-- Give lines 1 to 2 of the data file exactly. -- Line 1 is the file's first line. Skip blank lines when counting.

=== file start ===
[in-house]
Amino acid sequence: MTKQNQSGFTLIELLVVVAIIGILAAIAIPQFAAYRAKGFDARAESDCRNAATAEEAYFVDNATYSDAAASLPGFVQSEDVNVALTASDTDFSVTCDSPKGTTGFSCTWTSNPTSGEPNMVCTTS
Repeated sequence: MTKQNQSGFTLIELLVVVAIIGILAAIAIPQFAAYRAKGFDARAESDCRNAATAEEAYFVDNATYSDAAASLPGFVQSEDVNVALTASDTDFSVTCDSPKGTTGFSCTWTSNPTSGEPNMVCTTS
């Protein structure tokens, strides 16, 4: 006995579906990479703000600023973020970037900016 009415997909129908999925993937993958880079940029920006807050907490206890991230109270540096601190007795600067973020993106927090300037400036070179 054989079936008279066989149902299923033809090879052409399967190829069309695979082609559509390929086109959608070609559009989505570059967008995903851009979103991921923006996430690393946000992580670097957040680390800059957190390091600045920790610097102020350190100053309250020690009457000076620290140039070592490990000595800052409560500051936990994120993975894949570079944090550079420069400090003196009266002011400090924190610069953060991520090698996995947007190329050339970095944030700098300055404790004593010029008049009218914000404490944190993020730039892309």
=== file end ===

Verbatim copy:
[in-house]
Amino acid sequence: MTKQNQSGFTLIELLVVVAIIGILAAIAIPQFAAYRAKGFDARAESDCRNAATAEEAYFVDNATYSDAAASLPGFVQSEDVNVALTASDTDFSVTCDSPKGTTGFSCTWTSNPTSGEPNMVCTTS